The words ‘corresponds to’ are not meant to imply that these objects are mathematically identical, but rather that these are the corresponding ways in which constant growth is treated in continuous and in discrete time; while for small values of g they will be numerically very close, continuous-time compounding does yield slightly different values after any given time interval than does discrete growth (for example, continuous growth at a 10 percent rate after 1 year yields e0.1 1.10517 while in discrete time we would write it as G = 1.1.)

Many of the following facts can be interpreted as manifestations of the limiting relationships between continuous and discrete time approaches to economic problems. (The continuous time formulations often yield simpler expressions, while the discrete formulations are useful for computational solutions; one of the purposes of the approximations is to show how the discrete-time solution becomes close to the corresponding continuous-time problem as the time interval shrinks).

2.1 [TaylorOne]

Fact 4. For ϵ near zero (‘small’), a first order Taylor expansion of (1 + ϵ)ζ around 1 yields

(1 +  ϵ)ζ ≈ 1 +  ϵζ
(6)

2.2 [TaylorTwo]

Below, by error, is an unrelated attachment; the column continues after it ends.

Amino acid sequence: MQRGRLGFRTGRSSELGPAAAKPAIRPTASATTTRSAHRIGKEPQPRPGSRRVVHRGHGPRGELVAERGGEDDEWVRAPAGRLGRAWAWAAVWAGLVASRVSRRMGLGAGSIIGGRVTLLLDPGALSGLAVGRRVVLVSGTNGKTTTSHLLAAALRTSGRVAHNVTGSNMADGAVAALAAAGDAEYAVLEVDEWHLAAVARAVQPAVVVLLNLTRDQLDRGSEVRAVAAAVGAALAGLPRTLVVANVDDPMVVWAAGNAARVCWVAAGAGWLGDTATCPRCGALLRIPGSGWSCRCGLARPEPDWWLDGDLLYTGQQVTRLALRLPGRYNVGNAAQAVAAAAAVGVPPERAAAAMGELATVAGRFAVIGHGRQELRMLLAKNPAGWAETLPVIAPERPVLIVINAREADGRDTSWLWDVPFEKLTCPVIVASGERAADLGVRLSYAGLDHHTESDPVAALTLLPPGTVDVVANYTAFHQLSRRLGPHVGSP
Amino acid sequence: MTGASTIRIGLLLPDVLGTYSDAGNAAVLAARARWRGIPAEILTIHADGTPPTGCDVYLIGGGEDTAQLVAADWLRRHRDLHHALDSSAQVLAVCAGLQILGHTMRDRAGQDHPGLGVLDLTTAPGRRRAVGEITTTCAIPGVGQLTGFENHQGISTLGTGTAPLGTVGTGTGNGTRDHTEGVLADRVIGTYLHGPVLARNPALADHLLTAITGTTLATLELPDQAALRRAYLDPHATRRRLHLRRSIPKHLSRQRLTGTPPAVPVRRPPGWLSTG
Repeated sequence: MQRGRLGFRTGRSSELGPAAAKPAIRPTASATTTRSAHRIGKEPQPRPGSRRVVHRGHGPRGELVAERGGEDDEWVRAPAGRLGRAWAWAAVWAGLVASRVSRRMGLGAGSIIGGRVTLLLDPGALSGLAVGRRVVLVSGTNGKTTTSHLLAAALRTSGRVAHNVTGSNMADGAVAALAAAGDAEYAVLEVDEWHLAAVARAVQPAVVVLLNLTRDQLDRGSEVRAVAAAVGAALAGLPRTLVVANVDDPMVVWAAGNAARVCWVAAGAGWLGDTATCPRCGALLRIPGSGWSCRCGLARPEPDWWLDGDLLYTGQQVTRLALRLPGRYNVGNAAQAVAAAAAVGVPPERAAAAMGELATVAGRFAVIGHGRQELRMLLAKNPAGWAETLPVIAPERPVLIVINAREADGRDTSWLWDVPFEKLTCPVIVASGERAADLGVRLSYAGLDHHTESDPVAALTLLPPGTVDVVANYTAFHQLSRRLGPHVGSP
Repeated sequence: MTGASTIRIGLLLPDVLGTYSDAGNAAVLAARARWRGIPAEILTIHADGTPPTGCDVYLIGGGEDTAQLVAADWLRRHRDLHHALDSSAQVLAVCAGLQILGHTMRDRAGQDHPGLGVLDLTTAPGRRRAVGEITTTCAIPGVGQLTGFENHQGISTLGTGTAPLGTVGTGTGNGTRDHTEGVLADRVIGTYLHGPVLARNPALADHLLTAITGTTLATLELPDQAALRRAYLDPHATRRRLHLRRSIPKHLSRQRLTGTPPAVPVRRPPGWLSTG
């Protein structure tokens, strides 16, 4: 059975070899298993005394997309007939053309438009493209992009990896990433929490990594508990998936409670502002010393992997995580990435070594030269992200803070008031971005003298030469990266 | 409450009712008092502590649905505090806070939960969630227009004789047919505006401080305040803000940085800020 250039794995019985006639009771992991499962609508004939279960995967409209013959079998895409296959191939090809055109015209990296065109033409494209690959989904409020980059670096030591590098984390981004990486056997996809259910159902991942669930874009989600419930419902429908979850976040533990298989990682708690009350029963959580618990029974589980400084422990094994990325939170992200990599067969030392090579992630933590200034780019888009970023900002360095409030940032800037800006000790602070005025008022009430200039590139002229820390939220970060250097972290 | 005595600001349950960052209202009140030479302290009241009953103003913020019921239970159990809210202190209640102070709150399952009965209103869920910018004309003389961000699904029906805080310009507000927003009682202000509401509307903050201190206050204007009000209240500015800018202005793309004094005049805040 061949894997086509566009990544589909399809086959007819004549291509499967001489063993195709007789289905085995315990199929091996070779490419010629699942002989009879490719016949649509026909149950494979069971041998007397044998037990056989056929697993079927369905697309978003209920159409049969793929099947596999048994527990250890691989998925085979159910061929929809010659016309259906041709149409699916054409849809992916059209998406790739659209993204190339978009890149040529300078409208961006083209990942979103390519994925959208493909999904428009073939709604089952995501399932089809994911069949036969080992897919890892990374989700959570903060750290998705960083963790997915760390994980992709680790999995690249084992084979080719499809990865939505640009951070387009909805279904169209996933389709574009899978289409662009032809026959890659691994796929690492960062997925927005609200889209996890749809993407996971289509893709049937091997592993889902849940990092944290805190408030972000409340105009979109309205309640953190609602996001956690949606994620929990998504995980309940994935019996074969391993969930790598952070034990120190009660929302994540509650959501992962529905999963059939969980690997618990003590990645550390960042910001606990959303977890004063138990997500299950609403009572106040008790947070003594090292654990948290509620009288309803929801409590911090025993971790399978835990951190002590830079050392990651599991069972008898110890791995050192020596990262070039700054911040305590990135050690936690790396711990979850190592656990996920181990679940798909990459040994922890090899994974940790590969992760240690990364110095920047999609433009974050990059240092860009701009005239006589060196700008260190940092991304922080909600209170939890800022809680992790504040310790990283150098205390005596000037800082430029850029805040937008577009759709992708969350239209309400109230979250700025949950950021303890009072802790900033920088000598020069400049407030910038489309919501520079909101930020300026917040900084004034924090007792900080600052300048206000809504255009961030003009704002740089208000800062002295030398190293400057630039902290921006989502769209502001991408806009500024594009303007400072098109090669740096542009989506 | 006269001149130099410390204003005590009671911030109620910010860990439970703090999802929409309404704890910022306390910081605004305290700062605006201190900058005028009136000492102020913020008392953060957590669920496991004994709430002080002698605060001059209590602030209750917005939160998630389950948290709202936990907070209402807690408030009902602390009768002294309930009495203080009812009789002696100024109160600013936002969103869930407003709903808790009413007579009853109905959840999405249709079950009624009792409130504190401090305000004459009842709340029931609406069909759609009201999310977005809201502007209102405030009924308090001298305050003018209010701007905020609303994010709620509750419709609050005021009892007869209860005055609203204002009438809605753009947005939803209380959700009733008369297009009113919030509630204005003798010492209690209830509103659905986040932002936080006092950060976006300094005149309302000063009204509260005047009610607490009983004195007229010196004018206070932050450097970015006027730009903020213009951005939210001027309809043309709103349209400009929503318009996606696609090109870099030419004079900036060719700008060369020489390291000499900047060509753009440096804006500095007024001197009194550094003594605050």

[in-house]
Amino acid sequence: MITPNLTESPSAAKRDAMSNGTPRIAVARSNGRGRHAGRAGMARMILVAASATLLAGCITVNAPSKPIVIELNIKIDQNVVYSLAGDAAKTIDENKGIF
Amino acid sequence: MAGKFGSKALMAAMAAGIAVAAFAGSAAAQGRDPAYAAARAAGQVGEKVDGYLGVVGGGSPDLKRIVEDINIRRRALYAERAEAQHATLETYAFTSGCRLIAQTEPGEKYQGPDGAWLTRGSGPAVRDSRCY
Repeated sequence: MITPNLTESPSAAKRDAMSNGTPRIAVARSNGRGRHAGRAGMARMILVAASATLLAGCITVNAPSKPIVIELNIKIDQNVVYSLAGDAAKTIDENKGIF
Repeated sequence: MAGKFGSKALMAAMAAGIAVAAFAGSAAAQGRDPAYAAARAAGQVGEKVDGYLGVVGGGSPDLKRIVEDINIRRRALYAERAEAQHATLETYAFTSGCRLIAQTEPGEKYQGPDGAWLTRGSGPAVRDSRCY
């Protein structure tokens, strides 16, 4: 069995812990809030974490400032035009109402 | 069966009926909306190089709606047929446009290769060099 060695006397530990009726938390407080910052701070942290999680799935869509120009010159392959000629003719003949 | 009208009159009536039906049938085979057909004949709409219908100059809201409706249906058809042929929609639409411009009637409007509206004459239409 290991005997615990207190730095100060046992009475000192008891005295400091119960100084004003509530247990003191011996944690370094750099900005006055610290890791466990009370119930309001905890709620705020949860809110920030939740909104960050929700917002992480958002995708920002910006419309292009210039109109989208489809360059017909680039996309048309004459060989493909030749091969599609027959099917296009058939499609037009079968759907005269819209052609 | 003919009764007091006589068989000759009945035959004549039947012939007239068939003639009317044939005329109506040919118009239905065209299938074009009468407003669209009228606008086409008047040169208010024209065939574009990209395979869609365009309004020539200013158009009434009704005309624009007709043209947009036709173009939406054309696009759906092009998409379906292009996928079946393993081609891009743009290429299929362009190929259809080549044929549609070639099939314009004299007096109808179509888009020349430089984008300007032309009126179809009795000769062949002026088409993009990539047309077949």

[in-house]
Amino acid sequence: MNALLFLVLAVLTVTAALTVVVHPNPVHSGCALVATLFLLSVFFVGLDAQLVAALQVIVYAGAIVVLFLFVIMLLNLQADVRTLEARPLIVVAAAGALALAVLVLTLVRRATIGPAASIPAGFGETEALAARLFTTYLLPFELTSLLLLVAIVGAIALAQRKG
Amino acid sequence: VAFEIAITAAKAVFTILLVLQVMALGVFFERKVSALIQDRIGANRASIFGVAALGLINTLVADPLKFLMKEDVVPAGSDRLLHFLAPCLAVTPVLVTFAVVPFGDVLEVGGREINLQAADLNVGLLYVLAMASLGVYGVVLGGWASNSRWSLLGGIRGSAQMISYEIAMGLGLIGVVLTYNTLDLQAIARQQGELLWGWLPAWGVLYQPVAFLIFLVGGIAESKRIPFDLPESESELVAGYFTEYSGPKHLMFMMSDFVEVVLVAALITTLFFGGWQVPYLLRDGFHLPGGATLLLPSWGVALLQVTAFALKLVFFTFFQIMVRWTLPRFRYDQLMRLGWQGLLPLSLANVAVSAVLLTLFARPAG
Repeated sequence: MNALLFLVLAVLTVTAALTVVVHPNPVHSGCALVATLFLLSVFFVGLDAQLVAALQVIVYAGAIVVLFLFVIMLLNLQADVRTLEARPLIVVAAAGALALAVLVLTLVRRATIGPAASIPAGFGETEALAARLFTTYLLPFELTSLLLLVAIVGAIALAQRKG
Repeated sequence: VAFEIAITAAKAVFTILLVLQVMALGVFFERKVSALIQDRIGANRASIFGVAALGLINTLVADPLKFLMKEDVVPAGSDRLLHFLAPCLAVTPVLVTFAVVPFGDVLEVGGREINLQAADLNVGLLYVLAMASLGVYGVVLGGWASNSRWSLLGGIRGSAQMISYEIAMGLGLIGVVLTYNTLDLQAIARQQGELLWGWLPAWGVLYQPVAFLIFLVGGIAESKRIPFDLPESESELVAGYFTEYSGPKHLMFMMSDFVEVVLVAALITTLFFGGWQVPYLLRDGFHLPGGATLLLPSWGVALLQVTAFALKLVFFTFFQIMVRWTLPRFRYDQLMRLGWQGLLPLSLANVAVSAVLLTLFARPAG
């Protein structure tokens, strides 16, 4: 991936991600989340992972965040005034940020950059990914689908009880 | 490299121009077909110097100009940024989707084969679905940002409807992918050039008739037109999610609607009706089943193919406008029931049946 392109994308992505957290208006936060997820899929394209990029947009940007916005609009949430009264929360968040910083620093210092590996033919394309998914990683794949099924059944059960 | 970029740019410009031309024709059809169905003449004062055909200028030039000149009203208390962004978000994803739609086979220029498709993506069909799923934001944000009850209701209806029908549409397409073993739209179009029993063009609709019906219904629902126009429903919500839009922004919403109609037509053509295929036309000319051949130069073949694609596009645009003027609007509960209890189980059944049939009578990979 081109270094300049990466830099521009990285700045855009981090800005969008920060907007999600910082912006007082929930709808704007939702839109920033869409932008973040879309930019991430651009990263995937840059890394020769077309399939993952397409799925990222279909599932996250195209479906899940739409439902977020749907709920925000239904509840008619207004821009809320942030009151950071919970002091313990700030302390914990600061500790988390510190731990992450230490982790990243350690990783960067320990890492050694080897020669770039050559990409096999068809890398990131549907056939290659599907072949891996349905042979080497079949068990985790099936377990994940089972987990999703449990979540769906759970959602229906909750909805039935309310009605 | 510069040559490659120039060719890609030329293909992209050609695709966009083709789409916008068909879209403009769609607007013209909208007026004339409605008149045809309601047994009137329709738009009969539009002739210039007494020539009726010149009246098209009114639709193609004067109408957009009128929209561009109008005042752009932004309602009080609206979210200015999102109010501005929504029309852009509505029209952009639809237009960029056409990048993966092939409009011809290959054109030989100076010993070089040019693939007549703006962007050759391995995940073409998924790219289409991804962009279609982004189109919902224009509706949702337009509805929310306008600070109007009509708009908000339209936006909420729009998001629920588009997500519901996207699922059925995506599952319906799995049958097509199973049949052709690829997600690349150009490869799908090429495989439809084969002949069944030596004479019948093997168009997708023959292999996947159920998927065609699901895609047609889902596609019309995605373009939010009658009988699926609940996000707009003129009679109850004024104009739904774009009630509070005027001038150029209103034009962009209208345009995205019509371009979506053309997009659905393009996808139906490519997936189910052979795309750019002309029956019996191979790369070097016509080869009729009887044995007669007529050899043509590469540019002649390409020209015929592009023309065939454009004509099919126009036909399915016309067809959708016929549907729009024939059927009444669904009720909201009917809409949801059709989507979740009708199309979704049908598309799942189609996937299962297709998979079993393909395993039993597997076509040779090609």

Fact 5. For ϵ near zero (‘small’), a second order Taylor expansion of (1 + ϵ)ζ around 1 yields

        ζ                 2
(1 +  ϵ)   ≈   1 +  ζϵ + ϵ  ζ(ζ −  1)∕2                      (7)
                    (     (  ζ − 1 )  )
           =   1 +    1 +    ------- ϵ   ζϵ                  (8)
                               2

2.3 [LogEps]

Fact 6. For ϵ near zero (‘small’),

log (1 +  ϵ) ≈  ϵ
(9)

2.4 [ExpEps]

Fact 7. For ϵ near zero (‘small’),

             ϵ
(1 +  ϵ) ≈ e
(10)

2.5 [OverPlus]

Fact 8. For ϵ near zero (‘small’),

1∕(1 +  ϵ) ≈  1 −  ϵ
(11)

2.6 [MultPlus]

Fact 9. For ϵ and ζ near zero (‘small’),

(1 + ϵ )(1 + ζ ) ≈ 1 +  ϵ + ζ
(12)

2.7 [ExpPlus]

Fact 10. For real numbers ϵ and ζ

exp (ζ )exp (ϵ ) = exp (ζ +  ϵ)
(13)

2.8 [SmallSmallZero]

Fact 11. If ϵ is small and ζ is small then ϵζ can be approximated by zero.